TraditionWARNING: DISCLAIMER: The below uses are based on tradition, scientific theories, or limited research. They often have not been thoroughly tested in humans, and safety and effectiveness have not always been proven. Some of these conditions are potentially serious, and should be evaluated by a qualified healthcare provider. There may be other proposed uses that are not listed below.
Abnormal menstrual bleeding, acne, anti-aging, anti-inflammatory, antibacterial, antioxidant, anxiety, athlete's foot, bruising, burns, cancer prevention, circulatory disorders, colds, colitis, cosmetic uses, dermatitis, diarrhea, edema, eye disorders, fevers, headache, hemmorhage, herpes simplex virus, high blood sugar/glucose intolerance, itching, pain, gum disease, poison ivy, psoriasis, seborrheic dermatitis, skin rash, tuberculosis, vaginal dryness, venereal disease, vomiting, wrinkle prevention.
Adults (18 years and older)
Witch hazel has been used on the skin as an astringent, for first aid, facial cleansing, and inflammatory topical conditions in the following forms: compress, steam distillate (undiluted or diluted with water), poultice, gargle or mouthwash, salve, tincture, and fluid extract. Witch hazel suppositories, prepared with leaves or bark of witch hazel in combination with cocoa butter, have been used rectally or vaginally. Witch hazel can also be applied to toilet paper to wipe the anal area.
For the treatment of moderately severe atopic eczema, 5.35 grams of hamamelis distillate with 0.64 milligrams of ketone per 100 grams was used for 14 days.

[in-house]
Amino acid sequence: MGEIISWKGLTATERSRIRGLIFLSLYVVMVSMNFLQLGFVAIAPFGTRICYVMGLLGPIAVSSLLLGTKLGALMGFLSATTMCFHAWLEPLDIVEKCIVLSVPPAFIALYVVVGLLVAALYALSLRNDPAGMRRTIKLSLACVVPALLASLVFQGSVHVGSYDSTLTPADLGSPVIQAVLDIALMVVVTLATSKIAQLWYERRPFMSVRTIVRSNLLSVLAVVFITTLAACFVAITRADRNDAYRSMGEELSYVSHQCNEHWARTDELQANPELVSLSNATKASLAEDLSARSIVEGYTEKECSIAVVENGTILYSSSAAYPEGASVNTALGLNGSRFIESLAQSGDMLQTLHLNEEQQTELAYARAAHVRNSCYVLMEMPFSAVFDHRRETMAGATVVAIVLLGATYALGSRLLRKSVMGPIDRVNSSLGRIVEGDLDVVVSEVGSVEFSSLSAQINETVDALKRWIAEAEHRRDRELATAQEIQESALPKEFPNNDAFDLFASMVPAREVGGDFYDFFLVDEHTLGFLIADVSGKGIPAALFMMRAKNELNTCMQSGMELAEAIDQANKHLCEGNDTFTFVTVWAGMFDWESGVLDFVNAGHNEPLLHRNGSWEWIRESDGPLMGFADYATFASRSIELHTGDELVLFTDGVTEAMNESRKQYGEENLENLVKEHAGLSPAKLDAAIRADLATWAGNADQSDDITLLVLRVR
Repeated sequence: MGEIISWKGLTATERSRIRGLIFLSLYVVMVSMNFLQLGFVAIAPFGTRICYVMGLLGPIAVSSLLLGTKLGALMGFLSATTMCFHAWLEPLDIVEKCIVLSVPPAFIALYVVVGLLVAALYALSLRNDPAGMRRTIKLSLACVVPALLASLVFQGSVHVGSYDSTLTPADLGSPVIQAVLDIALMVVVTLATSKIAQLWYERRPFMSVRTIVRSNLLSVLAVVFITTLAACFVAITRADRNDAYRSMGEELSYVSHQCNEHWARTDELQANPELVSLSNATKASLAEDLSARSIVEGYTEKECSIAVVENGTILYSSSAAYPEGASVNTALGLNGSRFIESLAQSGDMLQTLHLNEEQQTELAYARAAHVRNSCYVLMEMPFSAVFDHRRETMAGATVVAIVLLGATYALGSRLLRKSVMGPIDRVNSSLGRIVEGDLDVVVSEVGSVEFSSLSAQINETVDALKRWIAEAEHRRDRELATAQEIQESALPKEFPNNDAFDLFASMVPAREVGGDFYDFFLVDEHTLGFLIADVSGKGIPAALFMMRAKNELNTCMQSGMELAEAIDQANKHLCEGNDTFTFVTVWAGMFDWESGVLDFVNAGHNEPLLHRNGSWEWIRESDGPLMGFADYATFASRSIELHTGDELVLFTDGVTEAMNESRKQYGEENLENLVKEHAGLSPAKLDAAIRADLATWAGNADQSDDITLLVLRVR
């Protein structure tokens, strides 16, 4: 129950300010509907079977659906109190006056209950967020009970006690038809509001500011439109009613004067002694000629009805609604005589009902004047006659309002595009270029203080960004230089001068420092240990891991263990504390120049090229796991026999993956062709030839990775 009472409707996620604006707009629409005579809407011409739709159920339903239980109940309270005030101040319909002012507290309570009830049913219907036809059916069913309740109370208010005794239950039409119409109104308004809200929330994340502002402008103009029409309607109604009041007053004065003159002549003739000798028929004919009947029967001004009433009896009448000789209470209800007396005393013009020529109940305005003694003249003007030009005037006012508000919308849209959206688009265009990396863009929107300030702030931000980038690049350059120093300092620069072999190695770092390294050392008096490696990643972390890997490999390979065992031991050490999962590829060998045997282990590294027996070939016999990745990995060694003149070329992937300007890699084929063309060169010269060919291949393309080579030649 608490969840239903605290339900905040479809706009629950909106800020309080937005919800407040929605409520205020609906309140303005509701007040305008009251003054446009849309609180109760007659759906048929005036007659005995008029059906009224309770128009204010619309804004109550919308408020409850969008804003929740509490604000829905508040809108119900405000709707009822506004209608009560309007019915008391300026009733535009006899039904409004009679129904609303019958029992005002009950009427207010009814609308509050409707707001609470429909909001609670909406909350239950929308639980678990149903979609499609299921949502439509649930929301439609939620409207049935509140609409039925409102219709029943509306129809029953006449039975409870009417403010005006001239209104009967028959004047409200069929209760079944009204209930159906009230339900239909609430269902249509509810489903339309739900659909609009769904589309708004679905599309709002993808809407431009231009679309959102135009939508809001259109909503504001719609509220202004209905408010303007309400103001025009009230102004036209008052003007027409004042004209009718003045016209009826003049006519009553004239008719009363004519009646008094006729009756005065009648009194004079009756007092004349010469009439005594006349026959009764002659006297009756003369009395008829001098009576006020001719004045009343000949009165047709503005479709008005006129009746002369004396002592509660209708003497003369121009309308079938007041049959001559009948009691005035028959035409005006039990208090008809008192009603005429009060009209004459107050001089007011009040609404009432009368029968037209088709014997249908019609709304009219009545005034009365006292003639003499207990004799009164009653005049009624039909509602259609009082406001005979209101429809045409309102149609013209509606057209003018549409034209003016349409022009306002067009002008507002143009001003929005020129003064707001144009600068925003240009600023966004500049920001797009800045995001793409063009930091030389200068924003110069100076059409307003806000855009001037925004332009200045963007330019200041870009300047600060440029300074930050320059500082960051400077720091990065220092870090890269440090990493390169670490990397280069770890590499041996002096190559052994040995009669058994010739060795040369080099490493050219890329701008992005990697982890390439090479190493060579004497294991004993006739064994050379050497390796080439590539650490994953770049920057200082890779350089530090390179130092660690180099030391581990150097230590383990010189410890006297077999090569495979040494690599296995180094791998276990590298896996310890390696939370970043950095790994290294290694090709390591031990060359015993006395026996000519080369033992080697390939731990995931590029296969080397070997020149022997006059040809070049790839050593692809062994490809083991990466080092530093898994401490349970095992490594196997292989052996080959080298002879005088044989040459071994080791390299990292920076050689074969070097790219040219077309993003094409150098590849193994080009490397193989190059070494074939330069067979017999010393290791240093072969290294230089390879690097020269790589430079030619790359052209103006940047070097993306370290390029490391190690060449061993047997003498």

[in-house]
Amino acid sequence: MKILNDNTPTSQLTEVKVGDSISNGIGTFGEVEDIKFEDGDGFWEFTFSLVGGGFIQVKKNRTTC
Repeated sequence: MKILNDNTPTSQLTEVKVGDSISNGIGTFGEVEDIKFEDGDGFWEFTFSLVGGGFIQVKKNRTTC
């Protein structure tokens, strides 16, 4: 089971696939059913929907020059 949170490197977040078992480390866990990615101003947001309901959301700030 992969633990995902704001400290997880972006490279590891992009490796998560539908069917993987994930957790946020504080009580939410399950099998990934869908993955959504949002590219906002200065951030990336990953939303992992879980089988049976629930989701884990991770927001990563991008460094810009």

For the treatment of ultraviolet light skin damage protection, the following single doses were used: 0.64 milligrams or 2.56 milligrams of witch hazel with ketone per 100 grams; pH5 Eucerin( Aftersun Lotion with 10% witch hazel; and 10% witch hazel distillate.
Children (under 18 years old)
For minor skin injuries/irritation, an oil based witch hazel preparation was applied to the skin in a thin layer several times daily.
SafetyDISCLAIMER: Many complementary techniques are practiced by healthcare professionals with formal training, in accordance with the standards of national organizations. However, this is not universally the case, and adverse effects are possible. Due to limited research, in some cases only limited safety information is available.
Avoid with a known allergy or sensitivity to witch hazel.
Side Effects and Warnings
Witch hazel is recommended for use on the skin only. If redness or burning of the skin after use of witch hazel occurs, it is recommended to dilute with water. A healthcare provider should be contacted if symptoms of diarrhea or constipation persist while using witch hazel.
Use with caution in patients with liver or kidney disorders as witch hazel may potentially cause damage to these organs when taken by mouth in large doses.
Witch hazel may lower blood sugar levels. Caution is advised in patients with diabetes or hypoglycemia, and in those taking drugs, herbs, or supplements that affect blood sugar. Blood glucose levels may need to be monitored by a qualified healthcare professional, including a pharmacist, and medication adjustments may be necessary.
Use with caution in children, due to limited evidence of safety. In a study of children 27 months to 11 years of age with minor skin irritations, treatment with an oil based witch hazel preparation was well tolerated.
Pregnancy and Breastfeeding
Interactions with Drugs
Witch hazel may lower blood sugar levels. Caution is advised when using medications that may also lower blood sugar. Patients taking drugs for diabetes by mouth or insulin should be monitored closely by a qualified healthcare professional, including a pharmacist. Medication adjustments may be necessary.
Interactions with Herbs and Dietary Supplements
Witch hazel may lower blood sugar levels. Caution is advised when using herbs or supplements that may also lower blood sugar. Blood glucose levels may require monitoring, and doses may need adjustment.